Exposed hooks will often get hung up inside of grassy areas and ones without exposed ones will not. For instance, fishing with frogs or other bait that does not have exposed hooks will reduce the chances of snagging by about 99%.
4. Hunger vs Reaction Strikes
Do you know exactly why a fish may hit a lure? Sometimes, they are hungry and they think they are getting a great meal. Other times, they are irritated by the mere presence of a lure invading their personal space. All lures are designed with one
intent or the other. Baits like crankbaits, spinners, spooks, and poppers are your traditional reaction type lures. These are designed to irritate fish into striking. Try to picture this: Imagine you have an excellent sense of hearing. You are at home on your computer, in total silence, relaxing. All of a sudden, you start to hear a very loud rattle outside your bedroom window.
After ignoring it for a little while, your ears start to hurt. Irritated, you get up to see what it is and possibly find out a way to stop it. This is exactly how fish perceive reaction lures. Irritating. Instinctively, the fish tries to kill it. How? The only weapon a fish has at its disposal is its mouth. Much how you would stomp on an insect with your foot, fish attempt to crush pests using their mouths.
5. Lure Buoyancy
Different lures inhabit different sections of the water column. There are topwater lures and bottom baits as well as everything in between. Like real frogs, frog lures will stay on the water’s surface. Like crayfish, swim jigs and other crayfish imitators will almost always be at or near the bottom. Exactly like shad or minnows, every lure that imitates them have varying depths.
6. Color Or Paint Pattern
Color is a very important factor in lure selection. Ask anyone who catches Crappie often and most will tell you that color means everything in the world to fish. You never want to give a crayfish pattern to a fish who has never even seen a crayfish.
Instead, you want to select a color that matches what their natural food is. If the main food is crayfish, however, the lure better be a red color with appendages hanging off of it. If the food source is shad, a chrome finish or shad pattern would do nicely.
As the visibility in the water goes down, so does the need for this realism. If a fish cannot see the lure you are offering, the color of the lure does little. Why do lures come in such foreign colors then? Well, bright fluorescent colors up close are a lot easier to see in dirty water than natural ones.
Also, darker colors like black, brown and green are much easier to see from a distance. In stained water, using a dark or bright color allows the fish to see your lure better. As for the weekend anglers that make the claim about color not making much of a difference, try jigging for Crappie. Any good Crappie angler will tell you that color is one of THE most important features in a lure.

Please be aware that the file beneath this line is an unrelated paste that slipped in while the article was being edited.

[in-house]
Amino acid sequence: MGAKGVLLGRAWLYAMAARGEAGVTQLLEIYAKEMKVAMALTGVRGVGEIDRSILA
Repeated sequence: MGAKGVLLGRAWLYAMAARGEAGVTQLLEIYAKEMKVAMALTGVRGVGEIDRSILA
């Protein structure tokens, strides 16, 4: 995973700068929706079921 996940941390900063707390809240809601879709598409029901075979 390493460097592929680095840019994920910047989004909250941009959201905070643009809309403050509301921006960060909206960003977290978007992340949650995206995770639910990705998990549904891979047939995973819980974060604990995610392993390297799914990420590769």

How To Choose a Lure
Choosing the proper lure is not as hard as it may sound. Most of the time, most of the work is already done for you. It is just often up to you to choose a brand name. The lure should match the main food source. If the main food is shad, consider all the lures in your tackle box that imitate shad. That already eliminates a ton of lures from the equation.
Next, consider what size of fish you are after. If after a big fish, choose a big bait. If after smaller fish, use a smaller bait. Next, consider the water’s clarity. Water that is very clear means you want a real looking lure.
If it is dirty, try a darker color first. If darker colors do not work, move on to a very bright one. After that, consider the water temperature. For cold water, a lure that has a natural action is best. If the water is warm, fish are more comfortable chasing unnatural presentations like crankbaits and spinners.
Consider the following scenarios:
Water Body – Lake Erie
Species Targeted – Walleye
Main Food Source – Threadfin Shad
Water Clarity – Clear
Season – Spring
Weather – Sunny
Water Temp. – 59 F
In this example:
The species we are after is Walleye. They are carnivorous. They eat fish mainly. They are predators as well. That means they will chase a lure. Their main source of food is Threadfin Shad so therefore, we can put away all lures that do not somewhat resemble Threadfin Shad. Since the water is clear and the weather is sunny, we want the lure to be as realistic as one is capable of being.
The water temperature is 59 degrees Fahrenheit. This means the water is lukewarm. Since we are after Walleye, we know we must use a hard bait instead of a soft one because they have many sharp teeth. This removes the possibility of all soft plastic baits. That alone subtracts about forty percent or more of the average tackle box.
Also, since it is sunny out, we need a lure that dives because the fish will be taking refuge from the sun in the slightly deeper water. This eliminates all topwater and subsurface lures. This leads us to tie on a crankbait with a Threadfin Shad pattern as it is one of the best possible lures for the situation.
Water Body – Lake Erie
Species Targeted – Walleye
Main Food Source – Threadfin Shad
Water Clarity – Stained
Season – Winter
Weather – Overcast
Water Temp. – 39 F
In this example:
In comparison to the first scenario, we are on the same lake targeting the exact same species of fish. The difference is that it has gotten colder because of winter and the fish are lethargic. On this day, the water is not clear and the sun is blocked by clouds. The fish will be in relatively shallow water and hesitant to chase anything.
The very first thing we need to do is consider a hard bait that has the profile of a Threadfin Shad but dark in color. I suggest black or dark blue. Once again, choose the size wisely. The fish will not be very deep at all so pretty much any lure depth could work at this point. Since the fish will likely not give chase, we must fish slow and rely on aggressive reaction strikes to catch them.
This involves using a lure that makes noise or vibrations and stays in the strike zone for a while. A few great options would a jerk bait or a popper.
What is the Best Lure?
Simply put? There isn’t one. All lures are different and are used in different situations. All are capable of catching fish but a few may do better on a certain day for one reason or another. This is one of the reasons that makes fishing fun. Catching fish on an artificial bait will always be an experience worth remembering. When it comes right down to it, knowing how to choose a lure is a rewarding experience that everyone who fishes should become acquainted with. You will benefit greatly from getting fish to bite and catch them often.
How do you choose a lure? What is your method? Let us know down in the comments!